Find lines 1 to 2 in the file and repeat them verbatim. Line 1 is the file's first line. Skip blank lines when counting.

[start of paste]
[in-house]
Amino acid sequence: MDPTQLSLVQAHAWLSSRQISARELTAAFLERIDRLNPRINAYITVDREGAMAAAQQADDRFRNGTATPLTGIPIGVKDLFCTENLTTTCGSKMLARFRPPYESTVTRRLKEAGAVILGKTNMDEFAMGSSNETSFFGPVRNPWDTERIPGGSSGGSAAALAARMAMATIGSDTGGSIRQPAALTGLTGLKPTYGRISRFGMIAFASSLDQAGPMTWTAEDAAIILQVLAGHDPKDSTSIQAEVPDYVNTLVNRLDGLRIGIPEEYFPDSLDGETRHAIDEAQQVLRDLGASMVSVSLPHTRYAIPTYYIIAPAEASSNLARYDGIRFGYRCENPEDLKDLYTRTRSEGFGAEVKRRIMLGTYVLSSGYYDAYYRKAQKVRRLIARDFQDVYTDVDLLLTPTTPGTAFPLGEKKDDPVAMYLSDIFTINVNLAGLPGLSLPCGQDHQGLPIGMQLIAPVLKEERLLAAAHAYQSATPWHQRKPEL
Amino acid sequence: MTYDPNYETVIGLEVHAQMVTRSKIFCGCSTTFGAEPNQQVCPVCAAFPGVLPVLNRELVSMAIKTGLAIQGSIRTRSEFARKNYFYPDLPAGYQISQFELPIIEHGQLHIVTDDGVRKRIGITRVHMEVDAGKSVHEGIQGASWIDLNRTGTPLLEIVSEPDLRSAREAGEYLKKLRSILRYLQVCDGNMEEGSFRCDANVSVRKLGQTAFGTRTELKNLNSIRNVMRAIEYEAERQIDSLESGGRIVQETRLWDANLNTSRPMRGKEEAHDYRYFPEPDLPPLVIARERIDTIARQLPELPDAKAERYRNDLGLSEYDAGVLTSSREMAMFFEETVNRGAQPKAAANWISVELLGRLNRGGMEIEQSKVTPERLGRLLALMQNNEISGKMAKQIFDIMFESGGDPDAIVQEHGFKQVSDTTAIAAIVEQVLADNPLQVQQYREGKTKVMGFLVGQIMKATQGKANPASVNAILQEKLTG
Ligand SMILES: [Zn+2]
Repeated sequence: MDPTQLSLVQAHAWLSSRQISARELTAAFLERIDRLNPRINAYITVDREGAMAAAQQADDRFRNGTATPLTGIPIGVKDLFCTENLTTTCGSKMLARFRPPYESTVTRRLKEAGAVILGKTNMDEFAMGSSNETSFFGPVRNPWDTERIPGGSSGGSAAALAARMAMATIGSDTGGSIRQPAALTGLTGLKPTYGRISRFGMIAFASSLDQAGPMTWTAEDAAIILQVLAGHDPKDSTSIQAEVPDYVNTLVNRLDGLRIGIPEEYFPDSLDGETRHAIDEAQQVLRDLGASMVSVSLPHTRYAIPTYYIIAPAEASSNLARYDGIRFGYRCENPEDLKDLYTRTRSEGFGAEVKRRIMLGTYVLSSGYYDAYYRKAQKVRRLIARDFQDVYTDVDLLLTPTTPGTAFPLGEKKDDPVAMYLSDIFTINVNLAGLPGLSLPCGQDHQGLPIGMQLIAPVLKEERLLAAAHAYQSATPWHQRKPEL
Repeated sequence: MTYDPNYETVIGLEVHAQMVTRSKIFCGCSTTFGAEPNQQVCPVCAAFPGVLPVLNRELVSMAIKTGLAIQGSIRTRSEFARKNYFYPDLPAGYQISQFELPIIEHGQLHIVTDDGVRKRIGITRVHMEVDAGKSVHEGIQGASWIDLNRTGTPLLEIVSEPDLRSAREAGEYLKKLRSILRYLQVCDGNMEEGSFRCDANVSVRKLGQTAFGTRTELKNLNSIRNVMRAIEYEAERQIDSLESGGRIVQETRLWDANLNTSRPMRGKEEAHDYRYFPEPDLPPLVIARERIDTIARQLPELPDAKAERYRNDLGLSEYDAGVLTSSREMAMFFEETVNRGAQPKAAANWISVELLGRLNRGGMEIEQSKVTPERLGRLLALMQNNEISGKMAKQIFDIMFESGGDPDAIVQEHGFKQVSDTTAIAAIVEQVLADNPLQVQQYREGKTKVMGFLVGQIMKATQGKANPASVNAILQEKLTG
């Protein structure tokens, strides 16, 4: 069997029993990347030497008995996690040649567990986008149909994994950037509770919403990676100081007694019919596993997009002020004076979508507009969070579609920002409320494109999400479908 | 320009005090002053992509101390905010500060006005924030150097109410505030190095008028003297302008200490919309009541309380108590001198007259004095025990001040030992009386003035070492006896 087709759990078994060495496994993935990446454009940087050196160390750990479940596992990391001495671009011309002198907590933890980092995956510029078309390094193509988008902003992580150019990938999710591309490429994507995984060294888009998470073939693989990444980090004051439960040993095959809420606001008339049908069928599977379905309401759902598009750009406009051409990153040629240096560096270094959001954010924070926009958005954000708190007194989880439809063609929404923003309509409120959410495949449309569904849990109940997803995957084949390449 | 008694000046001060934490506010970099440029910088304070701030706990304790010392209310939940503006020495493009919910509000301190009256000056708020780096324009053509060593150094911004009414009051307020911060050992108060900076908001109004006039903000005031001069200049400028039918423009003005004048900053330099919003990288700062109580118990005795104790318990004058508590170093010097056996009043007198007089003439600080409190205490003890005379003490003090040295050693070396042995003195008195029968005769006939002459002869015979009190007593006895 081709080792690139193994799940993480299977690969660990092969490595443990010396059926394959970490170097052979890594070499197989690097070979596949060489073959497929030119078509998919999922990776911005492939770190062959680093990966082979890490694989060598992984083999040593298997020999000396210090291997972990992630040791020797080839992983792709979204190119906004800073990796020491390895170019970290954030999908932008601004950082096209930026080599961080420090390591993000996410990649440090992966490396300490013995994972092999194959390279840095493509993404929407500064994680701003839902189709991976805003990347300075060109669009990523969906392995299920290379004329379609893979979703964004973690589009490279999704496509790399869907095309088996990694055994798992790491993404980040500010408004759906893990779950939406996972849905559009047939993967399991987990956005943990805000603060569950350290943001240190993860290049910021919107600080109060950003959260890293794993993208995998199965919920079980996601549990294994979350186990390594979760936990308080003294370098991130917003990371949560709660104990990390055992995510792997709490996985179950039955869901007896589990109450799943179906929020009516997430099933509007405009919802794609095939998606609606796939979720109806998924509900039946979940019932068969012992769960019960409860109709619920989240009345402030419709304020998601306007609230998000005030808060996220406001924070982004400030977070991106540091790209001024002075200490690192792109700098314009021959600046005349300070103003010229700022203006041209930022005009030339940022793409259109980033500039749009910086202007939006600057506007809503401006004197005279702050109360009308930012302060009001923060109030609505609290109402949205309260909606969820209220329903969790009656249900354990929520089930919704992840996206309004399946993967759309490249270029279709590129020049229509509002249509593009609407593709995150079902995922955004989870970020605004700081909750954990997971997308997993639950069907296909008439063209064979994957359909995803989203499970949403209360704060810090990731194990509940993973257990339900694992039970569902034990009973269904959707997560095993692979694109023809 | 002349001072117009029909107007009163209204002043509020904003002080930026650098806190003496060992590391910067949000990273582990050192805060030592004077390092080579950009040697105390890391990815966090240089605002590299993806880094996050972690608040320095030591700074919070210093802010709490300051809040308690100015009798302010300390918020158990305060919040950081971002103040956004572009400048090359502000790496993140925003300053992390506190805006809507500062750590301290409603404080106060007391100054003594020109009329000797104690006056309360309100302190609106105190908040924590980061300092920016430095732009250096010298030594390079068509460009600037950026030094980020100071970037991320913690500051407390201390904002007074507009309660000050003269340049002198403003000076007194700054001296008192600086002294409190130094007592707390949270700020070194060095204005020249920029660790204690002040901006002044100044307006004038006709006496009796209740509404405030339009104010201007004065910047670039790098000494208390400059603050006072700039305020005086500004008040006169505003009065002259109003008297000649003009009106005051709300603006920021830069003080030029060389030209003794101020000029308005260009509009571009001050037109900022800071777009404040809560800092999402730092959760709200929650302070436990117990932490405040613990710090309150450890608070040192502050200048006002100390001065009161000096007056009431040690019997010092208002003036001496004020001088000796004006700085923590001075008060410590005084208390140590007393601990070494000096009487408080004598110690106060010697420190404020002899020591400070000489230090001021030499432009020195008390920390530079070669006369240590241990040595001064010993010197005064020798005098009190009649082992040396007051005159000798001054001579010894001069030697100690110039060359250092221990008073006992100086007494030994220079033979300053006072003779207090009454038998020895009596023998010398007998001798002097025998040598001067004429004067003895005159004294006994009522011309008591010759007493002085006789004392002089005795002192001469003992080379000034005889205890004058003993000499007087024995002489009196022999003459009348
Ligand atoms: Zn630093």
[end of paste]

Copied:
[in-house]
Amino acid sequence: MDPTQLSLVQAHAWLSSRQISARELTAAFLERIDRLNPRINAYITVDREGAMAAAQQADDRFRNGTATPLTGIPIGVKDLFCTENLTTTCGSKMLARFRPPYESTVTRRLKEAGAVILGKTNMDEFAMGSSNETSFFGPVRNPWDTERIPGGSSGGSAAALAARMAMATIGSDTGGSIRQPAALTGLTGLKPTYGRISRFGMIAFASSLDQAGPMTWTAEDAAIILQVLAGHDPKDSTSIQAEVPDYVNTLVNRLDGLRIGIPEEYFPDSLDGETRHAIDEAQQVLRDLGASMVSVSLPHTRYAIPTYYIIAPAEASSNLARYDGIRFGYRCENPEDLKDLYTRTRSEGFGAEVKRRIMLGTYVLSSGYYDAYYRKAQKVRRLIARDFQDVYTDVDLLLTPTTPGTAFPLGEKKDDPVAMYLSDIFTINVNLAGLPGLSLPCGQDHQGLPIGMQLIAPVLKEERLLAAAHAYQSATPWHQRKPEL